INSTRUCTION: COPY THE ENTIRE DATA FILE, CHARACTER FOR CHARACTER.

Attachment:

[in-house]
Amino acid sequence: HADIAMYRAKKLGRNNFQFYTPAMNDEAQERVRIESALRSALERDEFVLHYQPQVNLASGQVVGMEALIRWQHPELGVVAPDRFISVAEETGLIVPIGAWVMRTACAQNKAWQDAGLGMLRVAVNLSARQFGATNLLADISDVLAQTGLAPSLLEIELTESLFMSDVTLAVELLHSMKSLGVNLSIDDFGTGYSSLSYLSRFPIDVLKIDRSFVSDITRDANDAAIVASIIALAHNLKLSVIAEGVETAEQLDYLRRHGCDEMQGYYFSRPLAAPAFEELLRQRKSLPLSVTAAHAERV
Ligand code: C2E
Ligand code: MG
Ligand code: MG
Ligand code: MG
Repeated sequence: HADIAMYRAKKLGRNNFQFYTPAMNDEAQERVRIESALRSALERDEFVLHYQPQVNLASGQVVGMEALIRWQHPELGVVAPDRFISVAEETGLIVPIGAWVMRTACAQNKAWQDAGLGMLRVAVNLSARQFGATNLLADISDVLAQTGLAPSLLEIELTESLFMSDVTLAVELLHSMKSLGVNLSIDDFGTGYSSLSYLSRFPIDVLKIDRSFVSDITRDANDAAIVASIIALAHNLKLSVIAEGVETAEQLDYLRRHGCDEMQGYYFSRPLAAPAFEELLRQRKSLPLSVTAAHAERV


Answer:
[in-house]
Amino acid sequence: HADIAMYRAKKLGRNNFQFYTPAMNDEAQERVRIESALRSALERDEFVLHYQPQVNLASGQVVGMEALIRWQHPELGVVAPDRFISVAEETGLIVPIGAWVMRTACAQNKAWQDAGLGMLRVAVNLSARQFGATNLLADISDVLAQTGLAPSLLEIELTESLFMSDVTLAVELLHSMKSLGVNLSIDDFGTGYSSLSYLSRFPIDVLKIDRSFVSDITRDANDAAIVASIIALAHNLKLSVIAEGVETAEQLDYLRRHGCDEMQGYYFSRPLAAPAFEELLRQRKSLPLSVTAAHAERV
Ligand code: C2E
Ligand code: MG
Ligand code: MG
Ligand code: MG
Repeated sequence: HADIAMYRAKKLGRNNFQFYTPAMNDEAQERVRIESALRSALERDEFVLHYQPQVNLASGQVVGMEALIRWQHPELGVVAPDRFISVAEETGLIVPIGAWVMRTACAQNKAWQDAGLGMLRVAVNLSARQFGATNLLADISDVLAQTGLAPSLLEIELTESLFMSDVTLAVELLHSMKSLGVNLSIDDFGTGYSSLSYLSRFPIDVLKIDRSFVSDITRDANDAAIVASIIALAHNLKLSVIAEGVETAEQLDYLRRHGCDEMQGYYFSRPLAAPAFEELLRQRKSLPLSVTAAHAERV